Camouflaged wildlife found on the student expedition.

Regardless of this, the aforementioned destruction is completely unsustainable and will result in the loss of key habitats and irreplaceable species. In turn, this will lead to a great loss of ecosystem services, such as prevention of landslides by forests, storage of carbon dioxide, protection from extreme weather. Species that have important ecological roles, such as pest control, will be lost, changing the balance of the island ecosystem. Ultimately, this loss of habitat will result in not only the loss of coastal habitats, coral reefs, and the species that reside within, but also local livelihoods and the tourism industry with the destruction of this ‘paradise’.

It is clear that action is required to protect these ecosystems and manage them in a sustainable manner. The Convention on Biological Diversity has set targets to conserve at least 10 per cent of ecological island regions through effectively managed protected area networks. Such work can only be effective if the countries involved take active responsibility for their conservation, while some appear to be moving in this direction, it will be interesting to see how much action is taken before and after irreversible damage is done to these regions.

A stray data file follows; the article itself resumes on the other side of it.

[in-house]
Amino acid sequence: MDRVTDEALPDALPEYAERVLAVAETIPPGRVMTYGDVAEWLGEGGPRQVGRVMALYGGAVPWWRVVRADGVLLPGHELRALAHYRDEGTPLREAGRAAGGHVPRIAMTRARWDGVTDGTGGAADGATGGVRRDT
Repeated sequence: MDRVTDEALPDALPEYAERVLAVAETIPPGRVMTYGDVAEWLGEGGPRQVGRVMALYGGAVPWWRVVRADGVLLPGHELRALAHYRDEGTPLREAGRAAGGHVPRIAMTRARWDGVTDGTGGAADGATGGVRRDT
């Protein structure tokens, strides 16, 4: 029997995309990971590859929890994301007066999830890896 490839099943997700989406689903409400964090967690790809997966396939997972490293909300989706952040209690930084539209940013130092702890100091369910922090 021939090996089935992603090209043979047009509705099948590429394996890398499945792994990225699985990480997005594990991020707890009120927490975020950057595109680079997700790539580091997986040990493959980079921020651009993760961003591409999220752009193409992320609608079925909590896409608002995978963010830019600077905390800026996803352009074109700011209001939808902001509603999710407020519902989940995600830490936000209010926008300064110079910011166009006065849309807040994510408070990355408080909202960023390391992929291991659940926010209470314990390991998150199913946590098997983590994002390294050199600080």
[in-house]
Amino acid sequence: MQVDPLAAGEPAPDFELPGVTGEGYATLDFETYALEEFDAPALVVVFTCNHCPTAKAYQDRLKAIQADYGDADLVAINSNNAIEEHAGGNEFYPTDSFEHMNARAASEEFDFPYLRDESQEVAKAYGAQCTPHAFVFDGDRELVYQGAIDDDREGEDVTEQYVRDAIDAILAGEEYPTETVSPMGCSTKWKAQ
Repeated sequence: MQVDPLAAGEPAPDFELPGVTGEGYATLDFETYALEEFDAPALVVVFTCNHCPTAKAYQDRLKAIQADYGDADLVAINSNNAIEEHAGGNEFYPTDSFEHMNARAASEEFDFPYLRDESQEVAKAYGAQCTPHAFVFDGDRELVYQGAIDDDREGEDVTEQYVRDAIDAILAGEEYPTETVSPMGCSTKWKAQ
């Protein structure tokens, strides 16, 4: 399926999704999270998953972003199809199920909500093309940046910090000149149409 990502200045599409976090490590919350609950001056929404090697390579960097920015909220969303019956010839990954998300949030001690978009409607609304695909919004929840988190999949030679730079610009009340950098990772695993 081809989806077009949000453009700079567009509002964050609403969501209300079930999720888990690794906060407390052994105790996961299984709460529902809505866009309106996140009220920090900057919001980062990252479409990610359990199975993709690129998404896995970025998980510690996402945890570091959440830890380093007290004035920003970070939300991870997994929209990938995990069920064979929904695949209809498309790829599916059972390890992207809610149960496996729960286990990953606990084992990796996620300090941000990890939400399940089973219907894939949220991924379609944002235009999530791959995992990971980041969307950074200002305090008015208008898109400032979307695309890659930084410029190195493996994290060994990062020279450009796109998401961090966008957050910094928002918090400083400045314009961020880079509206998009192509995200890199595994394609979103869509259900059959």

Not a smarter workplace, but a smarter worker

Craig Knight is Director of Identity Realization Limited and an Honorary Research Fellow at the University of Exeter.

How would you measure productivity in an accounts office, an HR office or University Admin building? Think for a minute. How would you?

Since Identity Realisation started at the University of Exeter over a decade ago we have established specific metrics that explore well-being, psychological comfort and productivity. As far as we know this is unique.

Our commercial research uses science not heuristic. Impartiality is vital so that we can make informed comments based on evidence. This all may seem obvious written in a university context but when you consider that Mark Dixon (Regus) is one of several senior business leaders on record as saying that he hopes that a measure of productivity will be discovered in his lifetime you may just develop an inkling that it is rule of thumb and precedent — not science — that dominates office design and its management. We are hopefully making some difference.